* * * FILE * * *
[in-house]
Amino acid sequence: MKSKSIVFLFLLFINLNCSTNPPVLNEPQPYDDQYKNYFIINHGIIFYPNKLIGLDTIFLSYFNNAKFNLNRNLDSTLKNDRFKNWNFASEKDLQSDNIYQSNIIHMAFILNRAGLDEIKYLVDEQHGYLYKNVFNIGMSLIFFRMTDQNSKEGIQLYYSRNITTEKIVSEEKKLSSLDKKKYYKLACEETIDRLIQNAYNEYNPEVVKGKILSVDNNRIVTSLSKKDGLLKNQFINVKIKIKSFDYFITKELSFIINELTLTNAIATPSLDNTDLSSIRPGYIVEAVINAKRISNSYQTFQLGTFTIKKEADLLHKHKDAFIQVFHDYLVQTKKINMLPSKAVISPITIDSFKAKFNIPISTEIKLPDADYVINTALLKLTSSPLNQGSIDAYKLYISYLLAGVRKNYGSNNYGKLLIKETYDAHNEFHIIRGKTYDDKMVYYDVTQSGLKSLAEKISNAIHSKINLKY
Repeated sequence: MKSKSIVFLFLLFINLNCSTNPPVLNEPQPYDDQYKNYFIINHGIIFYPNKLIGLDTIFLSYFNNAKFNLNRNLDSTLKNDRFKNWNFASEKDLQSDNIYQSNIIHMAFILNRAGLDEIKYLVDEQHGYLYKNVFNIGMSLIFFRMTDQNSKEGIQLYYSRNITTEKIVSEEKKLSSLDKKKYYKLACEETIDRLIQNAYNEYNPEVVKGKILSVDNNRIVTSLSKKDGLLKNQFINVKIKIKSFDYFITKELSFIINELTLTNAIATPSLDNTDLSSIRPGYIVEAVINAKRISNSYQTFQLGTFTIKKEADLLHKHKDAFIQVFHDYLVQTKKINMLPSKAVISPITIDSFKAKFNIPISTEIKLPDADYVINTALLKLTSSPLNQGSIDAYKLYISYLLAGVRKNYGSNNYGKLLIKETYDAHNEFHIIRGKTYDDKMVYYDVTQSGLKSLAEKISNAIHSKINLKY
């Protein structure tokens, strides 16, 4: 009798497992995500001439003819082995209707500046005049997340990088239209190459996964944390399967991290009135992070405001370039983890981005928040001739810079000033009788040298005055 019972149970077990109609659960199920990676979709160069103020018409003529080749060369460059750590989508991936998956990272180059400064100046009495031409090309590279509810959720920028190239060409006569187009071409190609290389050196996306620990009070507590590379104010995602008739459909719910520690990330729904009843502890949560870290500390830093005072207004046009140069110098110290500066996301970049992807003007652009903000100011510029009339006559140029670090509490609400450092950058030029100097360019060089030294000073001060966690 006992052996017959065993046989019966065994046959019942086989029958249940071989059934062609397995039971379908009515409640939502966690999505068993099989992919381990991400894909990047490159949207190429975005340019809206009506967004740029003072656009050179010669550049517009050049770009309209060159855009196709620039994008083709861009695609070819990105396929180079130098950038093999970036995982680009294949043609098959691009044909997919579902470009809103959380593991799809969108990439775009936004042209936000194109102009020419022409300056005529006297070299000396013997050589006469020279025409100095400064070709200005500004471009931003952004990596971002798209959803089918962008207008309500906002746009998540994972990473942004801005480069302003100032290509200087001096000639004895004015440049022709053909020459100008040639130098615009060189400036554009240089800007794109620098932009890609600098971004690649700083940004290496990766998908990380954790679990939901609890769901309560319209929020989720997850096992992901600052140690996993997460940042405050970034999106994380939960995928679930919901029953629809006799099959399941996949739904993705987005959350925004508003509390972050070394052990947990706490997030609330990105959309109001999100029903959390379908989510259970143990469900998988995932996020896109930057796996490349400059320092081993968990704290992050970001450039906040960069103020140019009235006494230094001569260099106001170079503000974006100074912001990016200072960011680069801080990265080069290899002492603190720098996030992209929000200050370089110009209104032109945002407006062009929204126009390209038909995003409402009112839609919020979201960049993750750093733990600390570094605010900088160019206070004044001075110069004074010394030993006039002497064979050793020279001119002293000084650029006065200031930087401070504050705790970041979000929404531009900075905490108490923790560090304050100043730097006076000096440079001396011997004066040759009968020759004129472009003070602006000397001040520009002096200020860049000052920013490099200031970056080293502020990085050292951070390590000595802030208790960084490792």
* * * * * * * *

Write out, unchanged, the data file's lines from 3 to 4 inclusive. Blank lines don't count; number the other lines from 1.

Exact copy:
Repeated sequence: MKSKSIVFLFLLFINLNCSTNPPVLNEPQPYDDQYKNYFIINHGIIFYPNKLIGLDTIFLSYFNNAKFNLNRNLDSTLKNDRFKNWNFASEKDLQSDNIYQSNIIHMAFILNRAGLDEIKYLVDEQHGYLYKNVFNIGMSLIFFRMTDQNSKEGIQLYYSRNITTEKIVSEEKKLSSLDKKKYYKLACEETIDRLIQNAYNEYNPEVVKGKILSVDNNRIVTSLSKKDGLLKNQFINVKIKIKSFDYFITKELSFIINELTLTNAIATPSLDNTDLSSIRPGYIVEAVINAKRISNSYQTFQLGTFTIKKEADLLHKHKDAFIQVFHDYLVQTKKINMLPSKAVISPITIDSFKAKFNIPISTEIKLPDADYVINTALLKLTSSPLNQGSIDAYKLYISYLLAGVRKNYGSNNYGKLLIKETYDAHNEFHIIRGKTYDDKMVYYDVTQSGLKSLAEKISNAIHSKINLKY
């Protein structure tokens, strides 16, 4: 009798497992995500001439003819082995209707500046005049997340990088239209190459996964944390399967991290009135992070405001370039983890981005928040001739810079000033009788040298005055 019972149970077990109609659960199920990676979709160069103020018409003529080749060369460059750590989508991936998956990272180059400064100046009495031409090309590279509810959720920028190239060409006569187009071409190609290389050196996306620990009070507590590379104010995602008739459909719910520690990330729904009843502890949560870290500390830093005072207004046009140069110098110290500066996301970049992807003007652009903000100011510029009339006559140029670090509490609400450092950058030029100097360019060089030294000073001060966690 006992052996017959065993046989019966065994046959019942086989029958249940071989059934062609397995039971379908009515409640939502966690999505068993099989992919381990991400894909990047490159949207190429975005340019809206009506967004740029003072656009050179010669550049517009050049770009309209060159855009196709620039994008083709861009695609070819990105396929180079130098950038093999970036995982680009294949043609098959691009044909997919579902470009809103959380593991799809969108990439775009936004042209936000194109102009020419022409300056005529006297070299000396013997050589006469020279025409100095400064070709200005500004471009931003952004990596971002798209959803089918962008207008309500906002746009998540994972990473942004801005480069302003100032290509200087001096000639004895004015440049022709053909020459100008040639130098615009060189400036554009240089800007794109620098932009890609600098971004690649700083940004290496990766998908990380954790679990939901609890769901309560319209929020989720997850096992992901600052140690996993997460940042405050970034999106994380939960995928679930919901029953629809006799099959399941996949739904993705987005959350925004508003509390972050070394052990947990706490997030609330990105959309109001999100029903959390379908989510259970143990469900998988995932996020896109930057796996490349400059320092081993968990704290992050970001450039906040960069103020140019009235006494230094001569260099106001170079503000974006100074912001990016200072960011680069801080990265080069290899002492603190720098996030992209929000200050370089110009209104032109945002407006062009929204126009390209038909995003409402009112839609919020979201960049993750750093733990600390570094605010900088160019206070004044001075110069004074010394030993006039002497064979050793020279001119002293000084650029006065200031930087401070504050705790970041979000929404531009900075905490108490923790560090304050100043730097006076000096440079001396011997004066040759009968020759004129472009003070602006000397001040520009002096200020860049000052920013490099200031970056080293502020990085050292951070390590000595802030208790960084490792």